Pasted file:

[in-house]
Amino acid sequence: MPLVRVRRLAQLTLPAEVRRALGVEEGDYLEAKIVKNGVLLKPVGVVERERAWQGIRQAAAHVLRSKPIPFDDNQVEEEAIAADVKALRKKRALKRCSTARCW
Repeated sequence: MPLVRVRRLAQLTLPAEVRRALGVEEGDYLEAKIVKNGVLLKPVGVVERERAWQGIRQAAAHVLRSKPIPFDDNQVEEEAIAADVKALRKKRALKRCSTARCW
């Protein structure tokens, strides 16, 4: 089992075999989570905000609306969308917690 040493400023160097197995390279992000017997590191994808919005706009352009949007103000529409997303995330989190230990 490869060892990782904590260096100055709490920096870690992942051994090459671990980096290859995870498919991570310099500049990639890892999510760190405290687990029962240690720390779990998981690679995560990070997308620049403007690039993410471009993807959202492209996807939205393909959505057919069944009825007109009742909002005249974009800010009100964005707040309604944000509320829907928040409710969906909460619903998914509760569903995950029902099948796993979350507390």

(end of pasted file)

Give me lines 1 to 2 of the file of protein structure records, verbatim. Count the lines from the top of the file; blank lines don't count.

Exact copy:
[in-house]
Amino acid sequence: MPLVRVRRLAQLTLPAEVRRALGVEEGDYLEAKIVKNGVLLKPVGVVERERAWQGIRQAAAHVLRSKPIPFDDNQVEEEAIAADVKALRKKRALKRCSTARCW